The Chinese government has announced that it will be imposing temporary anti-dumping duties on Australian wine imports from 28 November.

The new duties levied on Australian wine products could range between 107.1% and 212.1%, according to China’s Ministry of Commerce.

In response to the new levies by the Chinese government, Australia’s trade minister Simon Birmingham said: “This is a very distressing time for many hundreds of Australian wine producers, who have built, in good faith, a sound market in China.”

According to Wine Australia, China is one of the biggest markets for Australian wine.

Additionally, the Australian government described the duties as a breach of the two countries’ free trade agreement.

Although the Chinese government said that the duties would be temporary, it did not specify any specific date when the duties would end.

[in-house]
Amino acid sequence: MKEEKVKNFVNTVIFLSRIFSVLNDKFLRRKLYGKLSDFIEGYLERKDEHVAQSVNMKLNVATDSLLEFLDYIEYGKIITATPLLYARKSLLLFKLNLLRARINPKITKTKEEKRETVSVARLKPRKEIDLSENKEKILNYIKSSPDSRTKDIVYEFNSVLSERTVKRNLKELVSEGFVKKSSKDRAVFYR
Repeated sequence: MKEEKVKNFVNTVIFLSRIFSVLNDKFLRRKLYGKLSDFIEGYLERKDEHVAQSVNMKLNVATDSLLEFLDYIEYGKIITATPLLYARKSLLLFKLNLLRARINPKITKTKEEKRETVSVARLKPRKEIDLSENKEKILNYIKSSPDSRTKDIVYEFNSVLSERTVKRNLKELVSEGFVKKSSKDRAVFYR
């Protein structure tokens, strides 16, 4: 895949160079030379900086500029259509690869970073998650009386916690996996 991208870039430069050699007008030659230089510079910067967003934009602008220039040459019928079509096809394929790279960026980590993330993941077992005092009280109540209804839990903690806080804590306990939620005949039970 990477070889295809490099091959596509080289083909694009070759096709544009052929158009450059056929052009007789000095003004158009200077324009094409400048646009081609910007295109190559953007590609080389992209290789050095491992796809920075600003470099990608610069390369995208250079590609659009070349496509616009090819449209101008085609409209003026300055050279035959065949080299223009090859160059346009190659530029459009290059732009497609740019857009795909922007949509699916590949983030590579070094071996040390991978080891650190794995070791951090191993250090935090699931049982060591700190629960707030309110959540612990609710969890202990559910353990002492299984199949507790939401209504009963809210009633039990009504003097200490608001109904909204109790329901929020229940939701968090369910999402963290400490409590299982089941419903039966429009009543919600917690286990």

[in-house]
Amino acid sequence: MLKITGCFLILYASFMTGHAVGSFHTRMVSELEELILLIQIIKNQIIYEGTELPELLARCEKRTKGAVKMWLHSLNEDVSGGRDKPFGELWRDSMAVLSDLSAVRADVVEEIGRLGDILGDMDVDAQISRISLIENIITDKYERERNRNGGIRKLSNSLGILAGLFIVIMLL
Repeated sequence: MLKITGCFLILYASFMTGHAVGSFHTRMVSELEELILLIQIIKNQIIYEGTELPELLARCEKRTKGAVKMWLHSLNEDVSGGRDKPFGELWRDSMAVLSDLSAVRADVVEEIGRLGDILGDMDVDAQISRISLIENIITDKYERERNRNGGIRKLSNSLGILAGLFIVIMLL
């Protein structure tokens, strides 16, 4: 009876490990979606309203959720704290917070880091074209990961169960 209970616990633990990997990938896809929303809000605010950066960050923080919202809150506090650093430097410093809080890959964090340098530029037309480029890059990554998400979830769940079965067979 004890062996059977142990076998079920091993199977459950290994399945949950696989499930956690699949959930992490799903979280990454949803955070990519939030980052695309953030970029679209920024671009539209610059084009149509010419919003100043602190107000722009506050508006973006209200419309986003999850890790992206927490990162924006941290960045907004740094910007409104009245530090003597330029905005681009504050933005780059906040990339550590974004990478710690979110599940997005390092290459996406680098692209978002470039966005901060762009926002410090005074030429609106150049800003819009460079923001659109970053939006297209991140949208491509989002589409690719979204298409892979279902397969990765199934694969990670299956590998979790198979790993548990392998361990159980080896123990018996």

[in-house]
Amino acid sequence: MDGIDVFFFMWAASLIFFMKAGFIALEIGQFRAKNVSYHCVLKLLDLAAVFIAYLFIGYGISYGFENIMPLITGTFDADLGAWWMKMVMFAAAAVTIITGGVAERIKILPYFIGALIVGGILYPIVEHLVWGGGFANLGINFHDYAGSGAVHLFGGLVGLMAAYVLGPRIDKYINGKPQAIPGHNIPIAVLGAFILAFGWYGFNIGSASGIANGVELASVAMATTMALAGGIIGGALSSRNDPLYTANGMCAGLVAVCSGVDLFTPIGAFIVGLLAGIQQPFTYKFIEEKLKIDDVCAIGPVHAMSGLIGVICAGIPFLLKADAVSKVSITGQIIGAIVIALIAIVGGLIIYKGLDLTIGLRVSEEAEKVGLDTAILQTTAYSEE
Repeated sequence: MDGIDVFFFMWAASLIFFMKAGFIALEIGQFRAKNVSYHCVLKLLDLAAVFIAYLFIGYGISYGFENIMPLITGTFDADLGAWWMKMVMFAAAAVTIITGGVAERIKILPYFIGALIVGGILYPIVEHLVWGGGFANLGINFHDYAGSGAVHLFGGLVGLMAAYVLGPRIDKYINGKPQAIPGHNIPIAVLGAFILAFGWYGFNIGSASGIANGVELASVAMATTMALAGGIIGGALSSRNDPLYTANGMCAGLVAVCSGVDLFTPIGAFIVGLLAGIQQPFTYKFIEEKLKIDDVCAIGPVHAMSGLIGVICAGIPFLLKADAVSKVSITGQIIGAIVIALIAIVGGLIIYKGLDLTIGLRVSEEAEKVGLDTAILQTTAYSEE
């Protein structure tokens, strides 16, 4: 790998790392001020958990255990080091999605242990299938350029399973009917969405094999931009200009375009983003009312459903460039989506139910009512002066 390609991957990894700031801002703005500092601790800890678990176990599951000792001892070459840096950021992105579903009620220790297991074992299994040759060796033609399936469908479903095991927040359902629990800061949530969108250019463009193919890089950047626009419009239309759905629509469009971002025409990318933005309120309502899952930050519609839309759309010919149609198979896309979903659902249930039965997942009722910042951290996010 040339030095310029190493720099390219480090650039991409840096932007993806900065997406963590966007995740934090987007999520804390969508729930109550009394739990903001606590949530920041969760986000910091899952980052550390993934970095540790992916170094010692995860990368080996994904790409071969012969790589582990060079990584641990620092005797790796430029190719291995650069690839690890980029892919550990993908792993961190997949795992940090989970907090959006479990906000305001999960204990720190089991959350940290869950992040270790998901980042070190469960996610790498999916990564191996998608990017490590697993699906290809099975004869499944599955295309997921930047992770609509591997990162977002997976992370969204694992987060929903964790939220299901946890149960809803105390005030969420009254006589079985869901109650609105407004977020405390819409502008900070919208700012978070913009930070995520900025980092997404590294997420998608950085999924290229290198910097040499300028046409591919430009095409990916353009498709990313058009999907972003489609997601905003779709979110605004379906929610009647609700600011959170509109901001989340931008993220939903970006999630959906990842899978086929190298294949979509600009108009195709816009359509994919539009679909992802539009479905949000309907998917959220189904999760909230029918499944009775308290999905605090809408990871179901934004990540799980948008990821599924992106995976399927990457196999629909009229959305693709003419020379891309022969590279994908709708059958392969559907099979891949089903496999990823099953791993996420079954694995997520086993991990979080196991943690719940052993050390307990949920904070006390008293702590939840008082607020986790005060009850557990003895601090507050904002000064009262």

China’s foreign ministry spokesman Zhao Lijian on Friday defended the measures as a legitimate move to protect Chinese winemakers and consumers.

Australia agriculture minister David Littleproud said: “The Australian government will vigorously defend the industry. We have 10 days in which to appeal, and we’ll work closely with the industry around that.

“We’re deeply concerned by this. In light of the recent comments by China, it gives the perception this decision is predicated on something other than any wrongdoing by the wine industry. Obviously, we’ll exhaust all avenues available to us through the World Trade Organization.”

Since the beginning of this month, China unofficially stopped the imports of various Australian products including coal, sugar, barley, lobsters, wine, copper and log timber.